I think another thing, kind of in line with both this and the original points, is when authors make excuses about why their comics are late, or even when they're poorly done. Note the difference between a reason and an excuse. Of course it happens that people miss deadlines, it happens to us all, and not everyone has the ability to have guest strips sitting in a drawer somewhere. I'm not sure anyone would call it unprofessional when these things happen and audiences are generally understanding when they do, but it drives me batty when I see someone who hasn't updated in months and come back with a comment like "I had school and my parents were like such n00bs. O wellz LOL!"

It's not O wellz, you illiterate dunce! At least have the respect for people reading your work and the patience they show in dealing with your slow ass to apologize. Reading our work is not a privilege, it's quite the opposite. We have a contract with our fans that we will entertain them, and they pay us back by giving a shit that we exist. When we lapse in our commitment to that contract, the least we can do is mea culpa, take ownership and work to make it not happen again.

I think it might all boil down to respect. Respect for your readers, which you show by delivering what you promise and sending them a little fan service here and there and not being a stuck-up shithead when you meet them at cons and so on, and respect for your peers, which includes not spouting off petty snipes at them and showing support for their accomplishments. The more respect you have for your audience and your craft, the higher your level of professionalism is going to be.

Offline Gar

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Re: Webcomics 2.0 Part one - Professionalism
« Reply #23 on: June 04, 2010, 03:45:52 AM »
...although it is sometimes fun to abuse your audience a bit....

Offline JGray

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Re: Webcomics 2.0 Part one - Professionalism
« Reply #24 on: June 04, 2010, 07:03:36 AM »
I don't know what it is like to have a comic with tens of thousands of hits and a media empire. I hope that should I ever reach that point, I'll still be able to make time to reply when people send mail or post messages. Being an active part of your own community just seems like a no brainer to me.

Offline Rob

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Re: Webcomics 2.0 Part one - Professionalism
« Reply #25 on: June 04, 2010, 03:06:56 PM »
Yesterday Scott Kurtz sang me a song.... about what a douche he thinks I am... during his Usteam. Background vocals by Kris Straub.

So yeah he's down with his fans. LOL.  :D

Offline Largento

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Re: Webcomics 2.0 Part one - Professionalism
« Reply #26 on: June 04, 2010, 03:20:15 PM »
I'll steer clear of the personalities and their conflicts. :-)

I can offer this as far as update schedules.

A quick bit of back story first:

The idea of the Wannabe Pirates webcomic was as to act as an introduction to the characters and ongoing content to supplement a series of short animated movies. Because of the long production times, it made sense to have something to fill in the voids and hopefully build up an audience that would be familiar with the characters. McCrary could only find the time to do two strips a week and after a year and a half, finding the time to do those was becoming difficult. He wanted me to take over the art chores on the strip, but I didn't see how I could do that and ever finish one of the movies. The compromise was to put the movies on permanent hold and do the strips in 3D (so that all of the work I'd done wouldn't have been for nothing.) I also committed to taking on a 5-day a week schedule.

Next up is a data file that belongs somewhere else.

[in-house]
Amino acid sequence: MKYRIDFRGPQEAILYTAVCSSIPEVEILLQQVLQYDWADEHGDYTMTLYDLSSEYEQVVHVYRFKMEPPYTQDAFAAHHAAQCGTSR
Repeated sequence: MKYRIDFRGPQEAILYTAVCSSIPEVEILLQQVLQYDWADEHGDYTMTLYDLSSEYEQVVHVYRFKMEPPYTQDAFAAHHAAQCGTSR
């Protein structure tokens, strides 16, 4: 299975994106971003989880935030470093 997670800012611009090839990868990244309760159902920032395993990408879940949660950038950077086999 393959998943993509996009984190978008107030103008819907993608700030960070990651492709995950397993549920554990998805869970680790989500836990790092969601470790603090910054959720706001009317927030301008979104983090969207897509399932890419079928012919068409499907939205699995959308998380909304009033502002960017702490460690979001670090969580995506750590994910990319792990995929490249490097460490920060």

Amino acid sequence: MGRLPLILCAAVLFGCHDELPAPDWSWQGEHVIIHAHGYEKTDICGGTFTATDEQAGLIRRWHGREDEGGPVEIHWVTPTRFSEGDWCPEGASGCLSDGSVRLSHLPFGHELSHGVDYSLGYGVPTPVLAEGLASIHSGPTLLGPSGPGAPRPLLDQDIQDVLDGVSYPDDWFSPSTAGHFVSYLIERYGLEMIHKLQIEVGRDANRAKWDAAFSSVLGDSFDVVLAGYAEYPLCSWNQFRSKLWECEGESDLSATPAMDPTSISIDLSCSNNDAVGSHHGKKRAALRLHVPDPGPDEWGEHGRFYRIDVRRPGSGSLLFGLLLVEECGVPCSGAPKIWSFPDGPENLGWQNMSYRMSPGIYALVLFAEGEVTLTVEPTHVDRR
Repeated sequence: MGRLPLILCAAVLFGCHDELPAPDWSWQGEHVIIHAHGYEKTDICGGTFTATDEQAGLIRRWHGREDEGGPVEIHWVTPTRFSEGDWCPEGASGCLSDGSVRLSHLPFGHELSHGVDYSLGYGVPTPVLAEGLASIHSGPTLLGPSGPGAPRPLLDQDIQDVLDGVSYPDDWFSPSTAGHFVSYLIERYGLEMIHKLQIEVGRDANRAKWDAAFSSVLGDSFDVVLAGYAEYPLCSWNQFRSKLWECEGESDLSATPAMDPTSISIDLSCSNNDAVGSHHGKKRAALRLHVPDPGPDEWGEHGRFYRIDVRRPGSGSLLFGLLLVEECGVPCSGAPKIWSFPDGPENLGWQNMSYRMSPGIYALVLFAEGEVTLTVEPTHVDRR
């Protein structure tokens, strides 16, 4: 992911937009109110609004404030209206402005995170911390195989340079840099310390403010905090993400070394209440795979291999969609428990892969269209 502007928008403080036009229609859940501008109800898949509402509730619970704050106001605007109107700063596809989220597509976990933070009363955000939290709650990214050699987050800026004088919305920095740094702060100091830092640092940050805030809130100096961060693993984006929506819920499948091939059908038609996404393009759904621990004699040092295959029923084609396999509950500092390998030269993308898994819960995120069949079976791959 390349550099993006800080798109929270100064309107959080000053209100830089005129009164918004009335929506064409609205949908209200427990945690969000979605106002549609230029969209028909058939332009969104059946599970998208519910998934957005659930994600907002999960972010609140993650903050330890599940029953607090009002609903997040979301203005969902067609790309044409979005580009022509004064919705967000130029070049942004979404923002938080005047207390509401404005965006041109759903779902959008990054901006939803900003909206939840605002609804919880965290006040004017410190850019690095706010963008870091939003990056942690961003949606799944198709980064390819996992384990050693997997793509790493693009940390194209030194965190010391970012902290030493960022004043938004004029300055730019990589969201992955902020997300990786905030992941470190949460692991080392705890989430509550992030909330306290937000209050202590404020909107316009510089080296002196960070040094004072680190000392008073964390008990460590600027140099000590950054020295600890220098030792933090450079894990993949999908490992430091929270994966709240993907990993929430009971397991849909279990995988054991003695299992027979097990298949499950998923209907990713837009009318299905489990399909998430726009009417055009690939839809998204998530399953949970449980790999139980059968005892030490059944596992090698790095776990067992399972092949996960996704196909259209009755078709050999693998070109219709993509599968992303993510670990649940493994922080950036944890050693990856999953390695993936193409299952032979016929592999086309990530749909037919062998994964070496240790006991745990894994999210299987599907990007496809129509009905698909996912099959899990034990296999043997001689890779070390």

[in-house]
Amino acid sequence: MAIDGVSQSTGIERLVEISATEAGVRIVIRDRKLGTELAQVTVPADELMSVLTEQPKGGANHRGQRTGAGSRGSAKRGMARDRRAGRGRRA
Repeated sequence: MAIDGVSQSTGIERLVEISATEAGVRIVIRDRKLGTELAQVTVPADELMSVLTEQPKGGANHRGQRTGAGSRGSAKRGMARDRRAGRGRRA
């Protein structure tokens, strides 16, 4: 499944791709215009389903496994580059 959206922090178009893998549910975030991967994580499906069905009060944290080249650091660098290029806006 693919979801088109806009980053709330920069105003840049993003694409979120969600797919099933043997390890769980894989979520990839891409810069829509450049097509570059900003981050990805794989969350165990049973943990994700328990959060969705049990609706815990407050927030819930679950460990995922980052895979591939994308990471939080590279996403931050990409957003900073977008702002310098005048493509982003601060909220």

I started doing the 3D strip on that schedule at the beginning of November and on this coming Monday, we will have more 3D strips up than the 2D strips that took a year and a half to put up.

Although we haven't seen huge increases in our number of readers, our page views have definitely increased because new readers now have more content to pour through. This will only increase as long as I can stay on schedule and I think that's a real key.

I'm of the opinion that doing only one or two strips a week is taking the long way to having that huge archive which I'm thinking equals huge page views. The 5-days instead of 2-days means 260 strips a year compared to 104. Plus, we're doing a Saturday strip that gives us another 52 a years.

As tempting as it has been to skip a day when other things are going on, I've forced myself to keep updating. My thinking is that we won't get the full benefit if I do that and it's letting the readers down to do that.

I overheard a relatively well-known webcomic creator telling someone at a con, "You never know when I'm going to update, so you should check my site every day." I thought that was terribly insulting to the audience. Essentially saying I'll throw you a bone when I feel like it.

My belief is that you get longterm readers by becoming a habit and if they go there and there's not a new strip, then you are creating a negative that will not reinforce the habit.


Offline Gibson

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Re: Webcomics 2.0 Part one - Professionalism
« Reply #27 on: June 04, 2010, 03:31:58 PM »
overheard a relatively well-known webcomic creator telling someone at a con, "You never know when I'm going to update, so you should check my site every day." I thought that was terribly insulting to the audience. Essentially saying I'll throw you a bone when I feel like it.

My belief is that you get longterm readers by becoming a habit and if they go there and there's not a new strip, then you are creating a negative that will not reinforce the habit.

This is true and brings up an interesting point. I don't read any webcomics that don't update regularly, except for the ones done by friends of mine. It'd be interesting to find out how common that is.

Offline Alectric

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Re: Webcomics 2.0 Part one - Professionalism
« Reply #28 on: June 05, 2010, 03:27:32 AM »
But that's what RSS feeds are for!

One good one I can think of is Wasted Talent.  I subscribe to it, and its irregular update schedule is completely inconspicuous. :)

Offline JGray

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Re: Webcomics 2.0 Part one - Professionalism
« Reply #29 on: June 05, 2010, 07:56:22 AM »
It also depends on what you mean by regular. Order of the Stick doesn't have a set schedule but does update several times a week.